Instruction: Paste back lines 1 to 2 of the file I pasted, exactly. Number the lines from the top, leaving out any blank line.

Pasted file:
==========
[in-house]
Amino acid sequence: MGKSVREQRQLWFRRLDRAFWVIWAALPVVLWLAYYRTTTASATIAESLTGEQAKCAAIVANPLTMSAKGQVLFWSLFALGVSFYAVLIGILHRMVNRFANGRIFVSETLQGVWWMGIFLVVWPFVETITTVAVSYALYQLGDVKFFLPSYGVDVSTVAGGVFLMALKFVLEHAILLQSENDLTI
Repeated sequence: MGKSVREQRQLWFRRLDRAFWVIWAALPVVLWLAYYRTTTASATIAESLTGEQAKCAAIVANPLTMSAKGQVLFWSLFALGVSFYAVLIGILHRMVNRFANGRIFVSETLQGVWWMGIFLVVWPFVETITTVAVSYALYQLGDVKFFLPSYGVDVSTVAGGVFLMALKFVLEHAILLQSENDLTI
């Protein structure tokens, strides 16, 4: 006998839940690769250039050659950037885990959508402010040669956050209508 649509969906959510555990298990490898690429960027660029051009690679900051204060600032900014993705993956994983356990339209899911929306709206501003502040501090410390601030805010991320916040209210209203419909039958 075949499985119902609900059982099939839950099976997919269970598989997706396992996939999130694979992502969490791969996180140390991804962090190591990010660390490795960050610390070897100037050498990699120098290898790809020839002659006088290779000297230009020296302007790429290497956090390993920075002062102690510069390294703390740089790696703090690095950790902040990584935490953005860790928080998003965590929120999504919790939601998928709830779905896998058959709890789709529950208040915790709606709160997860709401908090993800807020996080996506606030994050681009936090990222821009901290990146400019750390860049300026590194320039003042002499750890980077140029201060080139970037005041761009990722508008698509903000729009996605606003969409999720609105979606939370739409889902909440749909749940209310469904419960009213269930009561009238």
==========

[in-house]
Amino acid sequence: MGKSVREQRQLWFRRLDRAFWVIWAALPVVLWLAYYRTTTASATIAESLTGEQAKCAAIVANPLTMSAKGQVLFWSLFALGVSFYAVLIGILHRMVNRFANGRIFVSETLQGVWWMGIFLVVWPFVETITTVAVSYALYQLGDVKFFLPSYGVDVSTVAGGVFLMALKFVLEHAILLQSENDLTI